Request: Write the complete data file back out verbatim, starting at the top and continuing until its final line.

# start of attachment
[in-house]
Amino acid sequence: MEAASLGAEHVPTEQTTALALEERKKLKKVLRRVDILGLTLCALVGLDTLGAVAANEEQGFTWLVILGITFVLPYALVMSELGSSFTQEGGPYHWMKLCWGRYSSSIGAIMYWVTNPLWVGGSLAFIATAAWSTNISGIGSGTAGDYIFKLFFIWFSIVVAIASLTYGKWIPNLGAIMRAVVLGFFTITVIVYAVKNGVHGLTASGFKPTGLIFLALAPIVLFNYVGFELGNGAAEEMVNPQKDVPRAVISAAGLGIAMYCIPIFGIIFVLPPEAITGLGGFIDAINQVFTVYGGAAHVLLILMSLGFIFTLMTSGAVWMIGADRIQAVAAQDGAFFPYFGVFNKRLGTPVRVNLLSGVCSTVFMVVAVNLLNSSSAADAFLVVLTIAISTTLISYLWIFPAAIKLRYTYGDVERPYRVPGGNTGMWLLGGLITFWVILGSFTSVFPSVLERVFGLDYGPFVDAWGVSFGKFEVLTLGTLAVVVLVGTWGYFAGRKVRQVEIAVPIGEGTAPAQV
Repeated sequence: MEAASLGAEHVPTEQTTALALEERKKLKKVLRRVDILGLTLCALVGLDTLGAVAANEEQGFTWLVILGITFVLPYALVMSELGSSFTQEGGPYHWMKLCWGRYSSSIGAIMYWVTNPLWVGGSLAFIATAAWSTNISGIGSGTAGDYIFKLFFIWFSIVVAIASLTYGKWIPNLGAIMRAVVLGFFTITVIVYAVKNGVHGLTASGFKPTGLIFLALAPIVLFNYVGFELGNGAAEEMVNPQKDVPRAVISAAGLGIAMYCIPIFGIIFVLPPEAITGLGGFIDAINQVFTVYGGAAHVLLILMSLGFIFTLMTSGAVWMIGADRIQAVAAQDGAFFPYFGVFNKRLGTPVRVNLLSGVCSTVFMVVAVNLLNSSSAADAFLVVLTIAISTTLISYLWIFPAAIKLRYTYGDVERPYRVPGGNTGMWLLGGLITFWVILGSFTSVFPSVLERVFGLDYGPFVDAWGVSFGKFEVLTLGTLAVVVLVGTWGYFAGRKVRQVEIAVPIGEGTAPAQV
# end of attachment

[in-house]
Amino acid sequence: MEAASLGAEHVPTEQTTALALEERKKLKKVLRRVDILGLTLCALVGLDTLGAVAANEEQGFTWLVILGITFVLPYALVMSELGSSFTQEGGPYHWMKLCWGRYSSSIGAIMYWVTNPLWVGGSLAFIATAAWSTNISGIGSGTAGDYIFKLFFIWFSIVVAIASLTYGKWIPNLGAIMRAVVLGFFTITVIVYAVKNGVHGLTASGFKPTGLIFLALAPIVLFNYVGFELGNGAAEEMVNPQKDVPRAVISAAGLGIAMYCIPIFGIIFVLPPEAITGLGGFIDAINQVFTVYGGAAHVLLILMSLGFIFTLMTSGAVWMIGADRIQAVAAQDGAFFPYFGVFNKRLGTPVRVNLLSGVCSTVFMVVAVNLLNSSSAADAFLVVLTIAISTTLISYLWIFPAAIKLRYTYGDVERPYRVPGGNTGMWLLGGLITFWVILGSFTSVFPSVLERVFGLDYGPFVDAWGVSFGKFEVLTLGTLAVVVLVGTWGYFAGRKVRQVEIAVPIGEGTAPAQV
Repeated sequence: MEAASLGAEHVPTEQTTALALEERKKLKKVLRRVDILGLTLCALVGLDTLGAVAANEEQGFTWLVILGITFVLPYALVMSELGSSFTQEGGPYHWMKLCWGRYSSSIGAIMYWVTNPLWVGGSLAFIATAAWSTNISGIGSGTAGDYIFKLFFIWFSIVVAIASLTYGKWIPNLGAIMRAVVLGFFTITVIVYAVKNGVHGLTASGFKPTGLIFLALAPIVLFNYVGFELGNGAAEEMVNPQKDVPRAVISAAGLGIAMYCIPIFGIIFVLPPEAITGLGGFIDAINQVFTVYGGAAHVLLILMSLGFIFTLMTSGAVWMIGADRIQAVAAQDGAFFPYFGVFNKRLGTPVRVNLLSGVCSTVFMVVAVNLLNSSSAADAFLVVLTIAISTTLISYLWIFPAAIKLRYTYGDVERPYRVPGGNTGMWLLGGLITFWVILGSFTSVFPSVLERVFGLDYGPFVDAWGVSFGKFEVLTLGTLAVVVLVGTWGYFAGRKVRQVEIAVPIGEGTAPAQV